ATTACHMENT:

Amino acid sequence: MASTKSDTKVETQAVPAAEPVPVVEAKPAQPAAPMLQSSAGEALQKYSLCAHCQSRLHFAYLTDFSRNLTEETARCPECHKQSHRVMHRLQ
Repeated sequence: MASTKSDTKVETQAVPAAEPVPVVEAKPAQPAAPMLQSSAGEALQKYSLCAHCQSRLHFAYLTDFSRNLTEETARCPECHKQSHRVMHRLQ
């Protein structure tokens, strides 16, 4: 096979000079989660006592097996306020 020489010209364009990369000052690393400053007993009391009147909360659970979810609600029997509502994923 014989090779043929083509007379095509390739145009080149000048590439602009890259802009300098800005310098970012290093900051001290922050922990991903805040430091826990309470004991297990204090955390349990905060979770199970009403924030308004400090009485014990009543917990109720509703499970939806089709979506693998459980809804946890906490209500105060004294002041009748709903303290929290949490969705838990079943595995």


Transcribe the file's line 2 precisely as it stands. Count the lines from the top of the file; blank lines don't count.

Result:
Repeated sequence: MASTKSDTKVETQAVPAAEPVPVVEAKPAQPAAPMLQSSAGEALQKYSLCAHCQSRLHFAYLTDFSRNLTEETARCPECHKQSHRVMHRLQ